Bondy’s live show on Wednesday, Nov 16 at Rock & Roll Hotel was both serious and intense.  Starting with the first track on his new album, “The Heart Is Willing”, his deep, velvet voice hums along to the forward march of the beat.  Images of water and tv noise projected onto the stage, washing over him, his band, and the backdrop behind them throughout the show.  It seemed especially right for this –his languid, almost sinister songs have a dreamlike quality: the feeling of waking up from a strange dream, or swimming in the ocean at night.  He sang with passion, eyes closed, brow furrowed; at one point (just after the line, “find another horse to break,” incidentally), galloping almost in slow motion in a circle like a little boy on a toy horse.

This show was filled with charged quiet moments, instruments humming, gently pulling you along – which was captivating.  But unfortunately, the thumping from the consistently awful DJ for the dance party upstairs kept coming through the floor – it was a real shame.  He even asked from the stage at one point if there was anything that could be done about it, and sadly, they did nothing.  And when there was a feedback issue during the encore, he first tried to keep going, but eventually had to stop. He was clearly furious, and yelled something un-publishable about “computers”.  Everyone stood silent – it was an awkward moment to be sure – and after a beat or two, the audience cheered in support, which he seemed sheepishly grateful for.  It was uncomfortable, but it was frustrating too – having a thumping DJ and feedback issues breaks the spell of what the band is weaving on stage, especially this one.

I can’t wait to see him again – but I’m keeping my fingers crossed that it’s at a venue that respects their artists enough to turn down the dance party.

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James Blake Mesmerizes at 9:30 Club by Juli Sproules

James Blake’s self-titled debut album, released in February, has been on fairly constant rotation for me this year, so I went into his concert at 9:30 Club Sunday with high expectations.  I admit I was concerned about how his lush, layered and precise album would translate to a live performance; still, I had been spreading the gospel of James Blake to anyone who would listen all year, so I was giddy with anticipation.  And he did not disappoint - he captivated.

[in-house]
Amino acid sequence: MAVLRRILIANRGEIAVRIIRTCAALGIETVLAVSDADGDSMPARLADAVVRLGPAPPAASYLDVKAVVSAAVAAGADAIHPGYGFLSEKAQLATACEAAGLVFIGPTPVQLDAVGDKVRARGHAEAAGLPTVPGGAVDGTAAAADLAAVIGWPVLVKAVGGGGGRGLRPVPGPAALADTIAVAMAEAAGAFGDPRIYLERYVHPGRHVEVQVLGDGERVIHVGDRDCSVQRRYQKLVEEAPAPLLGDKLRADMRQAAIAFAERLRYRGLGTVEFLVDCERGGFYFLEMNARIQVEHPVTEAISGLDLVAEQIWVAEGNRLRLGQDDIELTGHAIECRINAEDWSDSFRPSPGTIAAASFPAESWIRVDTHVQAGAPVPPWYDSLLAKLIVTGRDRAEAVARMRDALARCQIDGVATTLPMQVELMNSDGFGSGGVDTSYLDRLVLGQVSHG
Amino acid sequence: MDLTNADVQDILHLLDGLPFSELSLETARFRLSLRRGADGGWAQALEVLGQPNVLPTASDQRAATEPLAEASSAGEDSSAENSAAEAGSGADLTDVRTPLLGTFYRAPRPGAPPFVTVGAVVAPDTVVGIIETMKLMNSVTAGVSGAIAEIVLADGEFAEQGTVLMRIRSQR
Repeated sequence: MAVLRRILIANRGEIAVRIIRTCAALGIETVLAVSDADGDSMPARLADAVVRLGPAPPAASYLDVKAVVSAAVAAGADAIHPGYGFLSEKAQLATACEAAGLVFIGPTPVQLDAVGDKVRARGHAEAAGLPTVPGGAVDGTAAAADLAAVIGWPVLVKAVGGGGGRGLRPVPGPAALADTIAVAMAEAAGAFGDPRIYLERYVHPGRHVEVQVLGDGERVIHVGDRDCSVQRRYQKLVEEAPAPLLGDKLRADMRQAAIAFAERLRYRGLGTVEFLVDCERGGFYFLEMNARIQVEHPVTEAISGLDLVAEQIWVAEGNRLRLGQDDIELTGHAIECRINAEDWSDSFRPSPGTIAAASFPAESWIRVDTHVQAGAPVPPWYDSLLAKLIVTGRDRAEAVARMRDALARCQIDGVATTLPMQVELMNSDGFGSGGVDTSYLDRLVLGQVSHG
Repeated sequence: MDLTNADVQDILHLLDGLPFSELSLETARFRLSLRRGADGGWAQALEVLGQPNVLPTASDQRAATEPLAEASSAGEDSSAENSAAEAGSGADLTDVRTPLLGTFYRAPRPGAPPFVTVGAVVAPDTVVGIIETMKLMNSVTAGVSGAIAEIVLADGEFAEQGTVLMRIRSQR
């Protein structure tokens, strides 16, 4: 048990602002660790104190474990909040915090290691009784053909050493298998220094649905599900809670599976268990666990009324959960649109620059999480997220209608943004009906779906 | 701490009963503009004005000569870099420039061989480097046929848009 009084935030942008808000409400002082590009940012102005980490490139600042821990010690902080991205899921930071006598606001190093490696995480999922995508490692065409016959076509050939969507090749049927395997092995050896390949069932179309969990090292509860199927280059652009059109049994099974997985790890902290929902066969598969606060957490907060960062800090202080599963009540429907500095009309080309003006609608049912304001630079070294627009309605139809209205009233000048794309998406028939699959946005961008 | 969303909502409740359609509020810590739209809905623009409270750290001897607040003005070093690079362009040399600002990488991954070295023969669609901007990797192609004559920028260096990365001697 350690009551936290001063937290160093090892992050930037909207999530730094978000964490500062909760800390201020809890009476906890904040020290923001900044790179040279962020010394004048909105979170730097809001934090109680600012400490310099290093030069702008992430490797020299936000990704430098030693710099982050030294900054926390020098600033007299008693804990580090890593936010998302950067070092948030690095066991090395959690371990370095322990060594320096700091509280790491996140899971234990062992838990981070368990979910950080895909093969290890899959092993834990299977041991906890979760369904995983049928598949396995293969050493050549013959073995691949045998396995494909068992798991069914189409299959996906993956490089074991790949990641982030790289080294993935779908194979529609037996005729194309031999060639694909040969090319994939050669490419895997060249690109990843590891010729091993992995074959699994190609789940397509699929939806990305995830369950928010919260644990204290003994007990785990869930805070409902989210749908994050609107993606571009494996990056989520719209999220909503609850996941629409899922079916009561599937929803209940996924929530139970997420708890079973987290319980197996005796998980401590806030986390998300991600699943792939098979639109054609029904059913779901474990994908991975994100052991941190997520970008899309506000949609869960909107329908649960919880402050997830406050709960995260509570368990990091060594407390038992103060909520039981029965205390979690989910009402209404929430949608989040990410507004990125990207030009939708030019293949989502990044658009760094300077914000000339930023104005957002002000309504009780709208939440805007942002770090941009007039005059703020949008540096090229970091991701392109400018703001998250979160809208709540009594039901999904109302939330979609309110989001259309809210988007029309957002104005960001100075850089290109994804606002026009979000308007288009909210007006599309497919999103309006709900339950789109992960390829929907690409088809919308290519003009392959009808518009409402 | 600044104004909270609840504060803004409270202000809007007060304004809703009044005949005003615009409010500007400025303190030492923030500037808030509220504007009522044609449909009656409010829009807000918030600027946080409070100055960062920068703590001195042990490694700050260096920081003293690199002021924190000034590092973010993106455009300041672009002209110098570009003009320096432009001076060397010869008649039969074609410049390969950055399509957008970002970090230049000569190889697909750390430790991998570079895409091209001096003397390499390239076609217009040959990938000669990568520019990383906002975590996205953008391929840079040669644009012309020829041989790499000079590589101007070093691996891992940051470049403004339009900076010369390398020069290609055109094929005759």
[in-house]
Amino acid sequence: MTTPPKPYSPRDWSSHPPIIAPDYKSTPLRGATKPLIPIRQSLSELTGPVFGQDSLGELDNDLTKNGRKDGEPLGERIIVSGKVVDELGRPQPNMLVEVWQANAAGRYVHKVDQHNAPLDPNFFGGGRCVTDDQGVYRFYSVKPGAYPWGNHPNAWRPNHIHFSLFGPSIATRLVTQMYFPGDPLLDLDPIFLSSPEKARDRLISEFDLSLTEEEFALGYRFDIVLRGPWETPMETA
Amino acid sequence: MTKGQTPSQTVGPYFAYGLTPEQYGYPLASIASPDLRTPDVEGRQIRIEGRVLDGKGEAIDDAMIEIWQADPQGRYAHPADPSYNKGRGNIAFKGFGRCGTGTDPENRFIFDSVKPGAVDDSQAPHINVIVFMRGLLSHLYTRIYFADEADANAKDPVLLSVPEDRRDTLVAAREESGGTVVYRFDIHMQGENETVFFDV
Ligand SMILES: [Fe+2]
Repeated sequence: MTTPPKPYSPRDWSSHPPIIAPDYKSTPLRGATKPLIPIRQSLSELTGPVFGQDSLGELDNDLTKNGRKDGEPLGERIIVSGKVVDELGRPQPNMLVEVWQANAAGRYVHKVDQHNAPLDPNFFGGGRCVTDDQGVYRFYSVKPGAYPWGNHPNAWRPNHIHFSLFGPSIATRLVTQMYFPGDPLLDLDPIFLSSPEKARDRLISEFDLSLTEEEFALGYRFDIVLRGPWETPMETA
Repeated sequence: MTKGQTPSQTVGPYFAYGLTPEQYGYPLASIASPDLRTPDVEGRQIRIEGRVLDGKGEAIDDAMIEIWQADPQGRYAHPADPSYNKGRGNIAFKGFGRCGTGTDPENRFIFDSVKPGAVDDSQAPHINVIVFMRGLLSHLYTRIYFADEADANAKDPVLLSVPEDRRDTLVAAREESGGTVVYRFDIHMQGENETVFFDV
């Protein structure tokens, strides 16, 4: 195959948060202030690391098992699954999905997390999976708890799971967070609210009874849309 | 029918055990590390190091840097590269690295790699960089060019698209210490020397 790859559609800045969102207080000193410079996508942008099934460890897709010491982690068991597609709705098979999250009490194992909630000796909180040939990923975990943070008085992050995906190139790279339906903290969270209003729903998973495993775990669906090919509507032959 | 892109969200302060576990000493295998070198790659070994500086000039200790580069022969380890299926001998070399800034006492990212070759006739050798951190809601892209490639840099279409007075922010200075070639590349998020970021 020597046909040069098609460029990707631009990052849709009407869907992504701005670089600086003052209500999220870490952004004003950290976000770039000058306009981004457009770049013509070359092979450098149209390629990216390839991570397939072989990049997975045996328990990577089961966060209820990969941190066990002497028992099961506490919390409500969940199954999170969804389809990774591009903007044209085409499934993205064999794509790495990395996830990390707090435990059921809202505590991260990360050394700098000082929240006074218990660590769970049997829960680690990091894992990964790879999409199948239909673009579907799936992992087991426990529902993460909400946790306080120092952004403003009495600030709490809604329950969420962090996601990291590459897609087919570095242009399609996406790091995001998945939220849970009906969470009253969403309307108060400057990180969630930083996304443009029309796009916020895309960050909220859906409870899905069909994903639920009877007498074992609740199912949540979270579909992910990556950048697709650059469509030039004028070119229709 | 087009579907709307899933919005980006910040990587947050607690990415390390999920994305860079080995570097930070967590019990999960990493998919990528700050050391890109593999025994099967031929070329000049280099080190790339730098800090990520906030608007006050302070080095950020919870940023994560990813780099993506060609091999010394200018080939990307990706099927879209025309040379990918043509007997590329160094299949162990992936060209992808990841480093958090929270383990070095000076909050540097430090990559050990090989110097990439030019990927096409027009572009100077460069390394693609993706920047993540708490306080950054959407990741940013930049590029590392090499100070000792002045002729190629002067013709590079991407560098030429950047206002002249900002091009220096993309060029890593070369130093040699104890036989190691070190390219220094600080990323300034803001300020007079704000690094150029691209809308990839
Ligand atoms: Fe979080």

The 23-year old London native is tall & slim, topped by a messy mop of hair.  His performance was bookended by solo songs, swelling into more contemporary, modulated sounds before coming back home.  He opened with “Heartbreak,” a meditative, bluesy, tender song that showcases Blake’s unique and haunting vocals.  Joined on stage by his band, he dove into some songs from his album – “I Never Learnt to Share” was quite the crowd pleaser, each new loop eliciting a cheer from the crowd; but the highlight was his performance of “CMYK,” from his 2010 EP of the same name.  The richly layered loops built up slowly, and I found myself mesmerized by the ever-more complicated drumming happening on stage; by Blake’s badge, swinging back & forth in counterbalance to his movements; and by the electronic-analog balance that came in like waves, constantly shifting from one to the other.

This is the genius of his live performance – the balance between analog and digital.  The album is meditative and precise, but his live performance is messier, in the best sort of way.  It is human, and he is able to connect to the audience this way, using live sampling of his voice & every instrument on stage, having his process out on display for the audience to engage in.  Here is a musician who knows the pleasure of negative space – of a pregnant pause, or a hiss – and his delivery is clearly influenced by that. He manages to blend soulful, expressive content with innovative production to create a thoughtful, honest performance that resonates.

This article was published on the Farraguter website. Click Here to access the post